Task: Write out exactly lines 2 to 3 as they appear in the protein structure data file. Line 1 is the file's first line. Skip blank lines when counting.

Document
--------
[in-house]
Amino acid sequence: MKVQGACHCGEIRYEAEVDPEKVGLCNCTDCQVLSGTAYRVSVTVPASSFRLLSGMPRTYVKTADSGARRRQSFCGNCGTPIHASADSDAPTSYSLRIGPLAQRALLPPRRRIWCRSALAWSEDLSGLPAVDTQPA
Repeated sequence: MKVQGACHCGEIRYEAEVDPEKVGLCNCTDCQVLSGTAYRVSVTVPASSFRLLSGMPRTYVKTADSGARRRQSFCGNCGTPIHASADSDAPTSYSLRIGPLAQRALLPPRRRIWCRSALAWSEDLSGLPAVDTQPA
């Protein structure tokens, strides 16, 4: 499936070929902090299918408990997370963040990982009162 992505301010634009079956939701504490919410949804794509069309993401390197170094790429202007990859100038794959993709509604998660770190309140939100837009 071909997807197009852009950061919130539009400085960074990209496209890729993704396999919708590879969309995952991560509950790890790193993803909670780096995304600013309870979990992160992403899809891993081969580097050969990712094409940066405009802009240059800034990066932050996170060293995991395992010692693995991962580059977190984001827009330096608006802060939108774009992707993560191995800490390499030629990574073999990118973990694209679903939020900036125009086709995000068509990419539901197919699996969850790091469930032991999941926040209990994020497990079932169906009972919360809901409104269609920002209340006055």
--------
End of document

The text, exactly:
Amino acid sequence: MKVQGACHCGEIRYEAEVDPEKVGLCNCTDCQVLSGTAYRVSVTVPASSFRLLSGMPRTYVKTADSGARRRQSFCGNCGTPIHASADSDAPTSYSLRIGPLAQRALLPPRRRIWCRSALAWSEDLSGLPAVDTQPA
Repeated sequence: MKVQGACHCGEIRYEAEVDPEKVGLCNCTDCQVLSGTAYRVSVTVPASSFRLLSGMPRTYVKTADSGARRRQSFCGNCGTPIHASADSDAPTSYSLRIGPLAQRALLPPRRRIWCRSALAWSEDLSGLPAVDTQPA